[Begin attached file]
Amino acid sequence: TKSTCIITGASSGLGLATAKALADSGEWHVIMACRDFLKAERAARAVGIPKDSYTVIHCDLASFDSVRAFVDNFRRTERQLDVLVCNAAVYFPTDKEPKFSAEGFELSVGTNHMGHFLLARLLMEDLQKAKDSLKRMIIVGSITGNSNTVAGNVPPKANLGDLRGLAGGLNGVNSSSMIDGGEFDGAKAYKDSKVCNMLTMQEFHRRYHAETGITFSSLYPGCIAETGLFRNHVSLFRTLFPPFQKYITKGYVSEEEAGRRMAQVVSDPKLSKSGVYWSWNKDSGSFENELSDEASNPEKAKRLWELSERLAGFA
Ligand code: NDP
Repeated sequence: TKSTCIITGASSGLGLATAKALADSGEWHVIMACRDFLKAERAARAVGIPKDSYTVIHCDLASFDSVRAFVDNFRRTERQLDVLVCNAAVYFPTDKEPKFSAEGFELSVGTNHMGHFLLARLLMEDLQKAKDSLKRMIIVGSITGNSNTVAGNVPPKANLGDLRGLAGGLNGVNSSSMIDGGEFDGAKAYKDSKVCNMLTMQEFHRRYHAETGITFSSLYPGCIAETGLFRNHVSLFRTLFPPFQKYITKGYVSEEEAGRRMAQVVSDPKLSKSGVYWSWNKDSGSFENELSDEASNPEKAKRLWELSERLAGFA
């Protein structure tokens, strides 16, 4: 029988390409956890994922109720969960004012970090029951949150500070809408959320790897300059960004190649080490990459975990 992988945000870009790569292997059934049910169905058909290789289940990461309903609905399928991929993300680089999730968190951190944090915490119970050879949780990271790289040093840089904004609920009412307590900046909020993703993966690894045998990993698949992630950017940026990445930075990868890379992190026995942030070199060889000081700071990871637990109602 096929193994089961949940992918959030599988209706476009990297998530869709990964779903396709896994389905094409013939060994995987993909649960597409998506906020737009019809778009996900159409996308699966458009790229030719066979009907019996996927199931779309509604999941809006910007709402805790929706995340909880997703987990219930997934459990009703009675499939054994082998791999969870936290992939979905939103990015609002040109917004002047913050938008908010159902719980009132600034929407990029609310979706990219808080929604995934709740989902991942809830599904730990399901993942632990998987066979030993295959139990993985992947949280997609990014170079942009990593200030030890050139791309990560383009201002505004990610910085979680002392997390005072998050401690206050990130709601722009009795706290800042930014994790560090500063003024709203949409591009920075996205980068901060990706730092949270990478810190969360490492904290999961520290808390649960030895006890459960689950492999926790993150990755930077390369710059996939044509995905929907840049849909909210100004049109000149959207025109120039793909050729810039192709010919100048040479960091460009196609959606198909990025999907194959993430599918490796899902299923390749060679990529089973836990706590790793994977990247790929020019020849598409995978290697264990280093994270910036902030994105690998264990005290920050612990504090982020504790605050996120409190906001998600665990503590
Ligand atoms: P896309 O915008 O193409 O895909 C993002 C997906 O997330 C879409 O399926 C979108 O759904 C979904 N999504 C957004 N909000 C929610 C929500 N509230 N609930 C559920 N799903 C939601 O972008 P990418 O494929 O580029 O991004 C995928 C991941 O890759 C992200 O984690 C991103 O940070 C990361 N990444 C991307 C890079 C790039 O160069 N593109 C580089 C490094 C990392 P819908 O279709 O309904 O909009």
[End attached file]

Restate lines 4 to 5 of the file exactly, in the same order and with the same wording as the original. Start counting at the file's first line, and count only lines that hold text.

């Protein structure tokens, strides 16, 4: 029988390409956890994922109720969960004012970090029951949150500070809408959320790897300059960004190649080490990459975990 992988945000870009790569292997059934049910169905058909290789289940990461309903609905399928991929993300680089999730968190951190944090915490119970050879949780990271790289040093840089904004609920009412307590900046909020993703993966690894045998990993698949992630950017940026990445930075990868890379992190026995942030070199060889000081700071990871637990109602 096929193994089961949940992918959030599988209706476009990297998530869709990964779903396709896994389905094409013939060994995987993909649960597409998506906020737009019809778009996900159409996308699966458009790229030719066979009907019996996927199931779309509604999941809006910007709402805790929706995340909880997703987990219930997934459990009703009675499939054994082998791999969870936290992939979905939103990015609002040109917004002047913050938008908010159902719980009132600034929407990029609310979706990219808080929604995934709740989902991942809830599904730990399901993942632990998987066979030993295959139990993985992947949280997609990014170079942009990593200030030890050139791309990560383009201002505004990610910085979680002392997390005072998050401690206050990130709601722009009795706290800042930014994790560090500063003024709203949409591009920075996205980068901060990706730092949270990478810190969360490492904290999961520290808390649960030895006890459960689950492999926790993150990755930077390369710059996939044509995905929907840049849909909210100004049109000149959207025109120039793909050729810039192709010919100048040479960091460009196609959606198909990025999907194959993430599918490796899902299923390749060679990529089973836990706590790793994977990247790929020019020849598409995978290697264990280093994270910036902030994105690998264990005290920050612990504090982020504790605050996120409190906001998600665990503590
Ligand atoms: P896309 O915008 O193409 O895909 C993002 C997906 O997330 C879409 O399926 C979108 O759904 C979904 N999504 C957004 N909000 C929610 C929500 N509230 N609930 C559920 N799903 C939601 O972008 P990418 O494929 O580029 O991004 C995928 C991941 O890759 C992200 O984690 C991103 O940070 C990361 N990444 C991307 C890079 C790039 O160069 N593109 C580089 C490094 C990392 P819908 O279709 O309904 O909009």